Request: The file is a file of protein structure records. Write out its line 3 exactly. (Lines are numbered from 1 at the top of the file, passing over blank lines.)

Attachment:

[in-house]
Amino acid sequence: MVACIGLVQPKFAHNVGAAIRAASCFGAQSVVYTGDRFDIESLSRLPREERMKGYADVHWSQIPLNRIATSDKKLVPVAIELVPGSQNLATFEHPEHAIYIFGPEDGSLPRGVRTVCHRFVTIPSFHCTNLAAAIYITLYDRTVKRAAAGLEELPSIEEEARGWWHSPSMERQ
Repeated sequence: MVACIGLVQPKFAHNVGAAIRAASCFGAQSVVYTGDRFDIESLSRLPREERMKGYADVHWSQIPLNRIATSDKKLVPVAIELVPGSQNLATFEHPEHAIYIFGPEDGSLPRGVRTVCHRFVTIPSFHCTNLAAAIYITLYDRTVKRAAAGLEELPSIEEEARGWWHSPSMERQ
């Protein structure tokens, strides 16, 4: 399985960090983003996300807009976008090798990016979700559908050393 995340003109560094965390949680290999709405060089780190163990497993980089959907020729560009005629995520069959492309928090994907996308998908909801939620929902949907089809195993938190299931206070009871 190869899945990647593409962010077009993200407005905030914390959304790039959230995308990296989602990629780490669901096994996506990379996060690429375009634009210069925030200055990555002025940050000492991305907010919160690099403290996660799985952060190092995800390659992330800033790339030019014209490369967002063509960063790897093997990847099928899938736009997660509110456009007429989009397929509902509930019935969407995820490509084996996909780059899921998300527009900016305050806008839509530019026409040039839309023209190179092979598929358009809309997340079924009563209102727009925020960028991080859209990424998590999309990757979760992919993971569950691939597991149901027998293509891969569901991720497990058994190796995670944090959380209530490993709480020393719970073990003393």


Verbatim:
Repeated sequence: MVACIGLVQPKFAHNVGAAIRAASCFGAQSVVYTGDRFDIESLSRLPREERMKGYADVHWSQIPLNRIATSDKKLVPVAIELVPGSQNLATFEHPEHAIYIFGPEDGSLPRGVRTVCHRFVTIPSFHCTNLAAAIYITLYDRTVKRAAAGLEELPSIEEEARGWWHSPSMERQ